Pilgrims return to Mina, perform four main rituals of Hajj on Wednesday
After performing wuquf (standing) at Arafat, the high point of the annual pilgrimage of Hajj, on Tuesday and spending overnight in Muzdalifah in an atmosphere full of spirituality, the Hajj pilgrims returned to their camps in the Tent City of Mina this morning to perform the four main rituals of Hajj.
After reaching Mina, they performed stoning at Jamarat Al-Aqaba and then proceeded to Makkah to perform Tawaf Al-Ifadah and Sai’ at a time when most Muslims other than pilgrims all over the world started celebrating Eid Al-Adha festival on Wednesday, Dhul Hijjah 10, which is also known as Yaum Al-Nahr or the Day of Sacrifice.
At Mina, pilgrims performed stoning at Jamarat Al-Aqba (the biggest pillar symbolising Satan). They used seven pebbles for the stoning ritual. The pilgrims’ movement to hurl pebbles at Jamrat Al-Aqaba was smooth, orderly, and flexible on the floors of the giant Jamarat Bridge with all the precautionary measures in place.
Around 300,000 pilgrims can perform the stoning ritual at the facility in an hour. All the security, health, ambulance, hygiene, and civil defence services are well in place at the Jamarat Bridge complex. The security men were seen organising the movement of pilgrims in the vast, sprawling stoning area on the multi-level Jamarat Complex and at its entrances and exits. The heat-blocking coating of pedestrian paths in Mina leading to the Jamarat Bridge is giving some respite to the pilgrims under the scorching sun.
Members of scouts and volunteers are also engaged in guiding pilgrims onto the Jamarat Bridge through the paths designated for the entry and exit, as well as facilitating their return to Mina camps. The movement of pilgrims to and from the Jamarat Bridge was arranged in line with the preplanned schedule.
The pilgrims were able to see the prescribed time allotted for them to perform the stoning ritual on the Nusuk App on their smartphones. This year, the Nusuk platform added the schedule of the Jamarat stoning ritual to facilitate and streamline the performance of the ritual.
After performing the stoning ritual, the pilgrims sacrificed animals and thus had a partial exit (first tahallul) from the state of ihram by shaving or cutting hair for men while women trimmed the length of a fingertip from one strand of hair. They then changed back into normal clothing from ihram. Pilgrims then proceeded to Makkah to perform Tawaf Al-Ifadah and Sai’ (the ritual of running between Safa and Marwah), two other pillars of Hajj. Those pilgrims who performed sai’ along with Tawaful Qudum (Tawaf of Arrival) need not perform it again.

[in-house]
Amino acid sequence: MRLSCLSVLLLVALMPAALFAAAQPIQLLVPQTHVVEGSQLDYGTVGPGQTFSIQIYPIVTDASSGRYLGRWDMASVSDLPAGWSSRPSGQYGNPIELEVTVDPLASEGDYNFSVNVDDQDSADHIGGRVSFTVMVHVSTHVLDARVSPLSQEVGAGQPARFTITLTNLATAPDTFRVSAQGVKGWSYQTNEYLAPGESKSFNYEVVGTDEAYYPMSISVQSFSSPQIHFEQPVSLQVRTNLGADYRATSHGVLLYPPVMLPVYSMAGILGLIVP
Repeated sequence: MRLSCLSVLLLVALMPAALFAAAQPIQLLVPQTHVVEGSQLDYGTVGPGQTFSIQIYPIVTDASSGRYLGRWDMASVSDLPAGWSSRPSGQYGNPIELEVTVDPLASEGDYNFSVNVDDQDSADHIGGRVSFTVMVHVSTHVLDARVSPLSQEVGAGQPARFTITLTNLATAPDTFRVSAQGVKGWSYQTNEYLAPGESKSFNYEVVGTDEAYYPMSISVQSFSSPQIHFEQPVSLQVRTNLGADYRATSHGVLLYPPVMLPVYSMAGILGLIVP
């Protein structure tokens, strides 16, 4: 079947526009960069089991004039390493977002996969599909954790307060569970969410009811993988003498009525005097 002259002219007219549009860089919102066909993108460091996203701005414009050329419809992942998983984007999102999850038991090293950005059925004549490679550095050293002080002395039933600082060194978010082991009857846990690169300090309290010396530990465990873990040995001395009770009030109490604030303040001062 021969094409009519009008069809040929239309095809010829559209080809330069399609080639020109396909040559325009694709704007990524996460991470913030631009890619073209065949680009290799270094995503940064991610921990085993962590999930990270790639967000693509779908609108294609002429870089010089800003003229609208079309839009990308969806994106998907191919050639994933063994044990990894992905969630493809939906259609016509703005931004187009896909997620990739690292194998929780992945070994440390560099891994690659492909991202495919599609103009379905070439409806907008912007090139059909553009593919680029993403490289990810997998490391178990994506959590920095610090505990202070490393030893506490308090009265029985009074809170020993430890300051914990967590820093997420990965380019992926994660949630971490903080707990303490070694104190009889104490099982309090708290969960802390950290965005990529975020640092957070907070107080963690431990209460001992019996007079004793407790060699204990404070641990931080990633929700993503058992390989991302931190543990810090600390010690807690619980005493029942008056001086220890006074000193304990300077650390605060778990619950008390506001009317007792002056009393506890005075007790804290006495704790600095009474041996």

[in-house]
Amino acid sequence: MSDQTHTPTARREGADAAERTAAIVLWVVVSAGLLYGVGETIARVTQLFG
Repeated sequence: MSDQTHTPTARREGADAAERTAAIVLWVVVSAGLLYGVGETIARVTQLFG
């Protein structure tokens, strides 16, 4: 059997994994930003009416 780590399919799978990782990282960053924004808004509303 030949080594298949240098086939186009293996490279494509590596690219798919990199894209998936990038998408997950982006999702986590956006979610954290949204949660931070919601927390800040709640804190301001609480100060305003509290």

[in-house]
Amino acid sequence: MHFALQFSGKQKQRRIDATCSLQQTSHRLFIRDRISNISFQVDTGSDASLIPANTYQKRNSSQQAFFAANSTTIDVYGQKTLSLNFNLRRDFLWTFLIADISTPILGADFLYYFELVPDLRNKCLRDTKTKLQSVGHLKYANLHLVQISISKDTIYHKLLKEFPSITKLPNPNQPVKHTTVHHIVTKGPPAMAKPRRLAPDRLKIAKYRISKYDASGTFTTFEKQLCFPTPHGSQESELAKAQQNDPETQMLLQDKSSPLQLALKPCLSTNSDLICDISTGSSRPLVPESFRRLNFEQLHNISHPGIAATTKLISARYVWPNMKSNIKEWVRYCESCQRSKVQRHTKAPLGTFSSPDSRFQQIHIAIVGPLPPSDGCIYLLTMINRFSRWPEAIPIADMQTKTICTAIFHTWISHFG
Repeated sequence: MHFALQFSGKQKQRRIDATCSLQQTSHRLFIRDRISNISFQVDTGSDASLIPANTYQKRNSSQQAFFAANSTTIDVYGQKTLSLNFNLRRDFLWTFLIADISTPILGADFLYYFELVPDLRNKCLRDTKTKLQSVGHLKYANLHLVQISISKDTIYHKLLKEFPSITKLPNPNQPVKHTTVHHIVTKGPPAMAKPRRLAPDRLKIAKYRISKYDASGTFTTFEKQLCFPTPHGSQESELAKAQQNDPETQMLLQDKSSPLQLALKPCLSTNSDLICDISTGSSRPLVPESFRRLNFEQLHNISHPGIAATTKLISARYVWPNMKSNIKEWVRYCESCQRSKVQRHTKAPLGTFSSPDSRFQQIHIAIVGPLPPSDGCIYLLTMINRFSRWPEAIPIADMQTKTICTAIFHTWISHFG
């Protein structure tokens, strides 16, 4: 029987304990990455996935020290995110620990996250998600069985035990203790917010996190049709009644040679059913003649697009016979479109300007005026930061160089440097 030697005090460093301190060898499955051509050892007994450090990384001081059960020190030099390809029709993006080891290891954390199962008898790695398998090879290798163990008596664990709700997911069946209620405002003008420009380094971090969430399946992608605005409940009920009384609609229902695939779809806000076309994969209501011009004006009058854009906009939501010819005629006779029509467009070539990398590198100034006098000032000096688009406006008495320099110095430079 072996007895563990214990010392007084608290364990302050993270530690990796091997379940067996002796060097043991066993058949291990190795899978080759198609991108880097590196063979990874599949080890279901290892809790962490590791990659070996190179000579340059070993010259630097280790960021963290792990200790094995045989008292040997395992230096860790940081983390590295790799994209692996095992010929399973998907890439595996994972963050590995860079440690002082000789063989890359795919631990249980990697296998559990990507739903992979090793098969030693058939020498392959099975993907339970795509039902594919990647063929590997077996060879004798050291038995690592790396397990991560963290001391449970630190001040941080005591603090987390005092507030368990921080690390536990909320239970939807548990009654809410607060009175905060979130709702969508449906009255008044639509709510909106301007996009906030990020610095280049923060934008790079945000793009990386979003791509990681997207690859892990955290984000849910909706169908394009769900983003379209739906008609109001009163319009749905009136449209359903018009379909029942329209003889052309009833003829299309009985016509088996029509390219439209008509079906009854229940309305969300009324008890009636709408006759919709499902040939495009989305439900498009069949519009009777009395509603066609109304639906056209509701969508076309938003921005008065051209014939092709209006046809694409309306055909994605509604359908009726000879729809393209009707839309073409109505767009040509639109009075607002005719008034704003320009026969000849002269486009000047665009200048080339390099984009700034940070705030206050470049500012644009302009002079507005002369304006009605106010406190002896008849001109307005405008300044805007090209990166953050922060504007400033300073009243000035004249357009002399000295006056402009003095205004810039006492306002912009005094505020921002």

With the performance of tawaf and sai’, pilgrims would exit completely from the state of Ihram. In the remaining two or three days of Hajj, which are known as Ayyamu Tashreeq or Tashreeq Days, the only ritual to be performed is stoning at each of the three Jamarat (Jamarat Al-Sughra, Jamarat Al-Wusta, and Jamarat Al-Aqba) seven times each after staying overnight in Mina.
Hajj is one of the five pillars of Islam, and all Muslims are required to undertake it at least once in their lifetime if they are physically and financially able to do so. It is one of the world’s largest religious gatherings and returns to full capacity this year following three years of coronavirus restrictions.
A total of 1,845,045 pilgrims from around 150 countries performed Hajj this year. Among them are 4,951 pilgrims of 90 nationalities who came to perform Hajj as the guests of the Custodian of the Two Holy Mosques King Salman. These include 2,000 pilgrims from the Saudi and Yemeni families of those who died in the Decisive Storm military operation in Yemen. Another 1000 pilgrims, who belong to family members of the Palestinian martyrs, prisoners, and wounded Palestinians, arrived to perform Hajj at the expense of the King.
The Ministry of Health has mobilised a total of more than 32,000 doctors and paramedics at its 32 hospitals and 140 health centres to serve the pilgrims. These health workers are on hand to help fend off heatstroke, dehydration, and exhaustion in the heat of the summer, which recorded temperatures of more than 43 degrees Celsius.